Make Sure You Follow the Patent Local Rules!

by Audrey A. Millemann
The IP Law Blog

An unpublished decision from the Northern District of California emphasizes how important it is for attorneys to follow patent local rules.

Patent local rules are rules that many federal district courts have for patent infringement cases. These rules supplement the regular local rules for that court and the Federal Rules of Civil Procedure, and allow the courts that have a lot of patent infringement cases to more efficiently manage those cases. Patent local rules are also helpful to the parties and their counsel, as they provide a standard structure and some certainty to the litigation process.

Patent local rules usually include due dates for the plaintiff to disclose its infringement contentions and the defendant to disclose its invalidity contentions; whether a Markman hearing needs to be held, and if so, what terms need to be construed, the due date for the parties to propose claim terms and to exchange claim constructions, and the date of the Markman hearing; and whether the court or the parties will have technical experts testifying at the Markman hearing. The Northern District of California has long had patent local rules that address all of these issues and more. In most courts, the patent local rules provide that the parties may modify the rules with approval of the district court judge.

If a party fails to follow the patent local rules, the rules may provide that the district court may sanction the party, including by striking the contentions, or, in more serious cases, striking claims. That is exactly what happened in Xiaohua Huang v. MediaTek USA, Inc., 2020 U.S. App. LEXIS 17482. It’s hard to believe that such a case would make it all the way to the Federal Circuit, but it did.

In MediaTek, a patent owner in pro per filed a suit in the Northern District of California for patent infringement against defendant MediaTek. The patents-in-suit were two patents for memory technology used in semiconductor chips. The patent owner served infringement contentions before the case management conference was held. At the case management conference, MediaTek told the court that the contentions were premature and improper. The court informed the patent owner that he would have to follow the patent local rules or risk the case being dismissed.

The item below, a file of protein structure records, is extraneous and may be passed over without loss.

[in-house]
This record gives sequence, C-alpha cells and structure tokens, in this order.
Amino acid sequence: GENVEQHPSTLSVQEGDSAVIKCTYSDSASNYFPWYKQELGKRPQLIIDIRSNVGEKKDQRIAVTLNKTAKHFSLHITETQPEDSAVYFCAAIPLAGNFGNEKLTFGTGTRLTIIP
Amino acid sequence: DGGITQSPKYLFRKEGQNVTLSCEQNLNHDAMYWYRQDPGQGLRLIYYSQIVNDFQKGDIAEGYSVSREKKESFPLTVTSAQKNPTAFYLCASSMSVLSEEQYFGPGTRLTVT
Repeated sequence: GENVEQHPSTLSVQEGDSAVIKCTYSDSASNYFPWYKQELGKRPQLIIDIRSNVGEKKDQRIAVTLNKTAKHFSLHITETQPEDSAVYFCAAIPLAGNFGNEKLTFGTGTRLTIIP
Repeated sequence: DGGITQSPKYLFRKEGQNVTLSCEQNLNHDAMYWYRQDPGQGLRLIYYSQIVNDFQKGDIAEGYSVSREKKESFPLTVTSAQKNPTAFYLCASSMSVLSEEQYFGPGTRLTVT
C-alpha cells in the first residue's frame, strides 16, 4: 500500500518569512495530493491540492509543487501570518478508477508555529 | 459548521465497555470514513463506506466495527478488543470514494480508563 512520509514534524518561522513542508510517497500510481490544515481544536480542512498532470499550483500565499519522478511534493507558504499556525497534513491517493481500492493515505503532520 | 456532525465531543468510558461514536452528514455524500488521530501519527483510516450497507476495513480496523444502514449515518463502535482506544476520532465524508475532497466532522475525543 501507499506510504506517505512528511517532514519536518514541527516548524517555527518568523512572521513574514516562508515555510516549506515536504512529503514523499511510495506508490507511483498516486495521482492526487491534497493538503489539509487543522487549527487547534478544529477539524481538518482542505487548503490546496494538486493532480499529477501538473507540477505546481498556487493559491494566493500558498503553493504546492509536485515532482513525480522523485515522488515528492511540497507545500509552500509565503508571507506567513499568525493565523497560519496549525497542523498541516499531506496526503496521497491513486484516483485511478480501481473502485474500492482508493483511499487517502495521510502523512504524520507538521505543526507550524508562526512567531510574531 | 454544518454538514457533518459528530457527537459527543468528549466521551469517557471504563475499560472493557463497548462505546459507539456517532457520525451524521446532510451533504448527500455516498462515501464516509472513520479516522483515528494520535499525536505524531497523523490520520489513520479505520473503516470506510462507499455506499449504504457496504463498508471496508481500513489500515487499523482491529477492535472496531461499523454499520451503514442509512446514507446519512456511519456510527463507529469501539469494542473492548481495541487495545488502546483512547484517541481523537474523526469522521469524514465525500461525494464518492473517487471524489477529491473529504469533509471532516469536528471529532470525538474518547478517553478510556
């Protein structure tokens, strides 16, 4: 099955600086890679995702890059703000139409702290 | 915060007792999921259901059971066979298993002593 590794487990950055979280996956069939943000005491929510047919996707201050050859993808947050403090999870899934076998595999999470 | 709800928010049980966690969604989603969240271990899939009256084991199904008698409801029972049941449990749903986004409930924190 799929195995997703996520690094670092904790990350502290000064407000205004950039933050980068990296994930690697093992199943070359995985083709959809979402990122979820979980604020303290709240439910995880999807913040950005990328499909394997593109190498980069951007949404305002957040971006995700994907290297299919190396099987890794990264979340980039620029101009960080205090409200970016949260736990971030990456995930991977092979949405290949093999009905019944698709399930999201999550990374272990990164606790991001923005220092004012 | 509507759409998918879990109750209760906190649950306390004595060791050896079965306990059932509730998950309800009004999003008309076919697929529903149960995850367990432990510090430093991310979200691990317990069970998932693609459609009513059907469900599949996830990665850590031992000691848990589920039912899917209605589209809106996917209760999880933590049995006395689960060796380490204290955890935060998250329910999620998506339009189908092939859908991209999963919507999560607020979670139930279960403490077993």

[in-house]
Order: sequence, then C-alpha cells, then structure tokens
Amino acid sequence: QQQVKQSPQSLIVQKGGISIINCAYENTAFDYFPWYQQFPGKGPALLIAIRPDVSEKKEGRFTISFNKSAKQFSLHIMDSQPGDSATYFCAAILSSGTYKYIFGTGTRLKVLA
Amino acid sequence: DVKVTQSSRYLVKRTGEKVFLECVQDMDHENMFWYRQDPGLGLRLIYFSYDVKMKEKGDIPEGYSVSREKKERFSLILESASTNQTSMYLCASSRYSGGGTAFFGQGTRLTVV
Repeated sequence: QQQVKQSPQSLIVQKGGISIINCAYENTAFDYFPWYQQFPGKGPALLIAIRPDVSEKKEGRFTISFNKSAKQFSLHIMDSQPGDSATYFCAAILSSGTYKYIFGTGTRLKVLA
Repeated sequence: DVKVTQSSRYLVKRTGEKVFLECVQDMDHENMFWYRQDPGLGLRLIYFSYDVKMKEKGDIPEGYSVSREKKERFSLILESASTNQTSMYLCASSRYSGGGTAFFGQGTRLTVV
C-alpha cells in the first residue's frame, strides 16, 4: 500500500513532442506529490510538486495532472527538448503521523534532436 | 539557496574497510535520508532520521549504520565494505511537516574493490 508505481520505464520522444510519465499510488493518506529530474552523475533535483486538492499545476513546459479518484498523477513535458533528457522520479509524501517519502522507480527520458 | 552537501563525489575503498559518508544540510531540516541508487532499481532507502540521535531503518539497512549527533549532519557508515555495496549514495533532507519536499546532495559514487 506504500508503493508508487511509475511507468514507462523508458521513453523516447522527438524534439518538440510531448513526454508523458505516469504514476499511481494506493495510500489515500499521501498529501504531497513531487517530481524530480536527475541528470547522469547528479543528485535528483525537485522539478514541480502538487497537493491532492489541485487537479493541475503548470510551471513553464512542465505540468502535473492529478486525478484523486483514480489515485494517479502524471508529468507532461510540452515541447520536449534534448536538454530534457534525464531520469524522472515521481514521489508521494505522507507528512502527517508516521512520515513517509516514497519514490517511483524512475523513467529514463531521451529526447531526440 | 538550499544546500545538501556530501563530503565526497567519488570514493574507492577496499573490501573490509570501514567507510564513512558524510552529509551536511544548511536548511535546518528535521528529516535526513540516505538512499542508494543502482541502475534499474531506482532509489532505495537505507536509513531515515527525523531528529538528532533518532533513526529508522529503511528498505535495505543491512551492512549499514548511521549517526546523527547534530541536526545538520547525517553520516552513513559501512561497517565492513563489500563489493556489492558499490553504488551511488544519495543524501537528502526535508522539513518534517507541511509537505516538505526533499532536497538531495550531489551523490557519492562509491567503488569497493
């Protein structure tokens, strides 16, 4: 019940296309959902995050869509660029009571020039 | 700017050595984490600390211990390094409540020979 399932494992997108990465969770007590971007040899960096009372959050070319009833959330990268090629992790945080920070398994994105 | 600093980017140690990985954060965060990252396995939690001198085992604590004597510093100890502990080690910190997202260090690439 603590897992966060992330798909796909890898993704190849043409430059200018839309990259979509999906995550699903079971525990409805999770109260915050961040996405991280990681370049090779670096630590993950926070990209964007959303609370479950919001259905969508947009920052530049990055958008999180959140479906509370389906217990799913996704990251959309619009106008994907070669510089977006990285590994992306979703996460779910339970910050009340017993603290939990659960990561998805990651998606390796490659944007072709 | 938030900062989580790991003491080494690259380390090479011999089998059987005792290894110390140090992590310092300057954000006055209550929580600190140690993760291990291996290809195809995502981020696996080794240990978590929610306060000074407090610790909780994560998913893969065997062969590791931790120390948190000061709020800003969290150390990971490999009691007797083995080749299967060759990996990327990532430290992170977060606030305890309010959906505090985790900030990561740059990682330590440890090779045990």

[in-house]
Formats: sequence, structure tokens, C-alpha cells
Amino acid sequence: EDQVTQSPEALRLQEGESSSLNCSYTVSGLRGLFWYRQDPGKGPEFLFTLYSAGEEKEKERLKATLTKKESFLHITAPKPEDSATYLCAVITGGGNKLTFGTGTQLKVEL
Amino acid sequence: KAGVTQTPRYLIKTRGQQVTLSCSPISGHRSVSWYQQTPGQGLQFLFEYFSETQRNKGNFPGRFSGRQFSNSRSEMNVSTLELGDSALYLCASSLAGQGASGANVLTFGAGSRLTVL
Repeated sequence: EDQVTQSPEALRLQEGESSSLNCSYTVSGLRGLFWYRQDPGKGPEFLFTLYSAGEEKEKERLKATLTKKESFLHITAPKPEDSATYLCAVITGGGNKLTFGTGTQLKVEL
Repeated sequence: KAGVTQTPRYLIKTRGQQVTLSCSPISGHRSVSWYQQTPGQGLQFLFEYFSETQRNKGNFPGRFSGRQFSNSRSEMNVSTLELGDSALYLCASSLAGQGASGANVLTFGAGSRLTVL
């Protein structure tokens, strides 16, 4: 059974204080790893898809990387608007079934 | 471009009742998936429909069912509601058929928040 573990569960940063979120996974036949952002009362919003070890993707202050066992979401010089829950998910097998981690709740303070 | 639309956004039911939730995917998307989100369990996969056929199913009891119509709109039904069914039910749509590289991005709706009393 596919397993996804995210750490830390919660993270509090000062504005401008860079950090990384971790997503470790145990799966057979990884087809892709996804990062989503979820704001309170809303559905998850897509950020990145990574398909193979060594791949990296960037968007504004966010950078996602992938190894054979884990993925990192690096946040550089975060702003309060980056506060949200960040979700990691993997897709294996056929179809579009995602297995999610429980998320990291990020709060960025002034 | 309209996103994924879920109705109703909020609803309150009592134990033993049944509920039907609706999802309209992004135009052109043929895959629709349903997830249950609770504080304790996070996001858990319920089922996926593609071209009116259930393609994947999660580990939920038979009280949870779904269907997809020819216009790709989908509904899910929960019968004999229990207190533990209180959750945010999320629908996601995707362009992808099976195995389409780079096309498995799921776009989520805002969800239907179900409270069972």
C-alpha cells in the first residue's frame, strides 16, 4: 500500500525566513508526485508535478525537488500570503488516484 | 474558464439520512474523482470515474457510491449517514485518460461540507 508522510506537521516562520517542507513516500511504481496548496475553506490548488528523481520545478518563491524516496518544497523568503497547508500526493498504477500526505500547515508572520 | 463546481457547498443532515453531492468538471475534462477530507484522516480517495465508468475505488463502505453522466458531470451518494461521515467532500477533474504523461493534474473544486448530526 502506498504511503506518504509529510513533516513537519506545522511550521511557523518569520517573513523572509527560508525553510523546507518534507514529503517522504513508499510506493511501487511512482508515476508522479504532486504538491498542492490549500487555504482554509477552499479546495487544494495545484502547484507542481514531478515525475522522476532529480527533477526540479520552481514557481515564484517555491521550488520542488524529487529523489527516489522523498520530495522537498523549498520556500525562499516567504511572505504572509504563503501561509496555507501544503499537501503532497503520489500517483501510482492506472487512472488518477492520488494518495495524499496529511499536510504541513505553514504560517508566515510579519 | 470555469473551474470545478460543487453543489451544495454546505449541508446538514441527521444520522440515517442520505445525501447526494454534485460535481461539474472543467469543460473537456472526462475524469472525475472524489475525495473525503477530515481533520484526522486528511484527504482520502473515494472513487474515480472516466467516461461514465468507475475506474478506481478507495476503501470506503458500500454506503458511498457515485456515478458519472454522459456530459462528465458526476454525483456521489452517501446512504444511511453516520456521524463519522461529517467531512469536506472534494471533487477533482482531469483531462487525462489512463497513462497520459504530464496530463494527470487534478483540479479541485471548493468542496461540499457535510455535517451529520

Twice more, the patent owner served the same infringement contentions on the defendant, despite MediaTek offering to allow the patent owner time to amend. After the third set of deficient infringement contentions, MediaTek moved to strike the contentions as not compliant with the patent local rules and to dismiss the action with prejudice.

The district court granted MediaTek’s motion, but provided the patent owner leave to amend the infringement contentions, and again warned the patent owner that non-complaint contentions would likely result in a dismissal of the case with prejudice. The patent owner served a fourth set of infringement contentions, containing the same defects as the prior sets. The district court again found the contentions insufficient, and, this time, dismissed the case with prejudice.

On appeal, the Federal Circuit Court of Appeals affirmed the district court’s decision. The court explained that the patent owner’s infringement contentions were defective because thr claim chart did not tie the claim limitations to the features of the accused products, but instead tied the claim limitations to the drawings in the patent itself. The patent owner also failed to set forth the contentions with the required specification. Thus, the contentions were not proper and did not comply with the patent local rules.

The court explained that it “gives broad deference” to the district court’s patent local rules whose purpose was to help the district court manage its cases. The court held that the district court had not abused its discretion in striking the infringement contentions after the patent owner had repeatedly failed to correct the deficiencies in the contentions. The appellate court further held that the district court had not abused its discretion in dismissing the case.